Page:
lat150527Today’s theme uses a familiar concept borrowed from cryptics. The revealer is CRAZYEIGHTS, which for me recalls spring vacations with my parents. The CRAZY in CRAZYEIGHTS signifies anagram (or scramble, for those who freak out if the word anagram isn’t used in a very narrow way), and the five letters of EIGHT are found in various combinations spanning the middles of four theme answers. They aren’t contained in discrete words because, well, you try and form discrete words out of EIGHT! That means the possible theme answer choices are quite large, and allows Ms. Weintraub to choose some interesting entries. We have:

  • [Oscar-nominated song from “The Little Mermaid”], KISSTHEGIRL. About my favourite Disney movie as a kid. You know you want to click this link and sing a long with Sebastian!
  • [Tie the knot], GETHITCHED.
  • [Jewelry alloy], WHITEGOLD.
  • [Alertly eager], BRIGHTEYED.

I admire the grid design, which takes care of the stress placed on a grid by five theme answers with a central 9. You have big corners with only one theme answerwhite-gold-wielder involved, and then a constricted middle where all the theme entries run over each other.

Other remarks:

  • [Passé movie rental need], VCR. Boy did I mis-parse this first time round. I thought it meant “a passé rental need in the movies”, which is a weird thing for there to be a word for!
  • [Steve Martin film based on “Cyrano de Bergerac”], ROXANNE. Was there a red-light involved?
  • [Half of a Billy Idol #1 song], MONY. Tommy James calls dibs!
  • [Super Bowl highlights], ADS. Only in America, could the highlights of a sporting event be the advert break!
  • [“The Starry Night” painter], VANGOGH. I have an odd feeling of deja vu!
  • [Measure discussed on the EPA’s SunWise web page], UVINDEX. Snazzy answer that!
  • Strange two-fer: [Word from Homer], DOH and [Post-Trojan War epic], ODYSSEY.
  • [Fight temptation], RESIST. For some reason, I wanted RACIST here first!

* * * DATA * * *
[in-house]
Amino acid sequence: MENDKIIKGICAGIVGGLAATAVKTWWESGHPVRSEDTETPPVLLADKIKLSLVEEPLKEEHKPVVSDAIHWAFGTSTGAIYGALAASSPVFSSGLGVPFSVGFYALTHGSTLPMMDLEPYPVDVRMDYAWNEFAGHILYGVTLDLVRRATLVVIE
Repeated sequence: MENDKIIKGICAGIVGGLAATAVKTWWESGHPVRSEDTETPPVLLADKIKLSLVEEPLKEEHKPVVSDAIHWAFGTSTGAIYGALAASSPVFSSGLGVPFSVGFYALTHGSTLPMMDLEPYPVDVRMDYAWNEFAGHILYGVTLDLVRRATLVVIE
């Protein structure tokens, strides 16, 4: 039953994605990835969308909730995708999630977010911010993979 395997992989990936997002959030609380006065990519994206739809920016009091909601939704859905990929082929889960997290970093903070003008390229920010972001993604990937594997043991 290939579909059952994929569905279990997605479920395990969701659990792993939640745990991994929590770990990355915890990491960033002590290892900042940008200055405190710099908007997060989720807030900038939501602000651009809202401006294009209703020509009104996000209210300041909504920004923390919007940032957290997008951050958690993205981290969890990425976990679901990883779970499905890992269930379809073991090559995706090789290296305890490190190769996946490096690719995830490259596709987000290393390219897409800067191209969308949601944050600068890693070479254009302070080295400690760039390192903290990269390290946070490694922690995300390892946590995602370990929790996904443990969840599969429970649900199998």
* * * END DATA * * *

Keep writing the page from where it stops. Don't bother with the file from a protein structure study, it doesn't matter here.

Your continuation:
Clean fill, interesting theme answers: 3.5 Stars.

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6 Responses to Wednesday, May 27, 2015

  1. Phil says:

    Amy – You’re forgetting Akim Bo, he of the notoriously crooked legs and arms.

  2. PJ Ward says:

    Loved FB! I didn’t threaten the meta but I learned a lot and really like the construction.

    AV was also a fun one for me. Pair made for posing was my favorite clue.

    Not blogged here but I also enjoyed Tim Croce’s Club 72 offering from yesterday.

  3. Gary R says:

    There were so many ways that the NYT theme answers were inconsistent that it’s hard to consider it a “theme.” We have a clued word/name with a contraction involving the word “not” attached, which results in a familiar word/name with some additional letters (TNT, T, SNT, NT, and NT) appended. So that far, there’s consistency.

    But there’s that variation in what letters are appended, variation in whether the clued answer is a word or name, variation in whether the resulting familiar thing is a word or name, and at least a couple of variations in vowel sounds (the “I” in ANIMUS, the “A” in BUSHWA and maybe the “U” in BUSHWA – I’d pronounce it like “OO” in boot). Overall, it seemed like an interesting idea that just had a lot of potential problems.

    That said, I thought most of the fill was pretty good. Even some of the abbreviations, foreign words, etc. that Amy cited, I thought were clued in interesting ways. In the end, I enjoyed solving the puzzle and wasn’t really bothered that much by the issues with the theme.

  4. Martin from C. says:

    Re: NY Times,

    Amy’s comment, in part: “35a. [W. never existed], BUSH WASN’T. Bushwas + NT. Or maybe it’s BUSHWA + SNT, because bushwa, , an old slang term for “nonsense, rubbish,” isn’t the sort of word that takes a plural. The A changes its vowel sound from base word to theme answer here.”

    “Warn’t,” an old Southern slang term for “wasn’t”, would have come in handy here: BUSH WARN’T –> BUSH WAR.

    A search for “warn’t” in “Huckleberry Finn” in the archive found 294 hits. “Warn’t” is not in but is in the Merriam Webster online dictionary.

  5. Harry says:

    Loved today’s LAT!! Robyn had great fill, without the usual banal clues.

Comments are closed.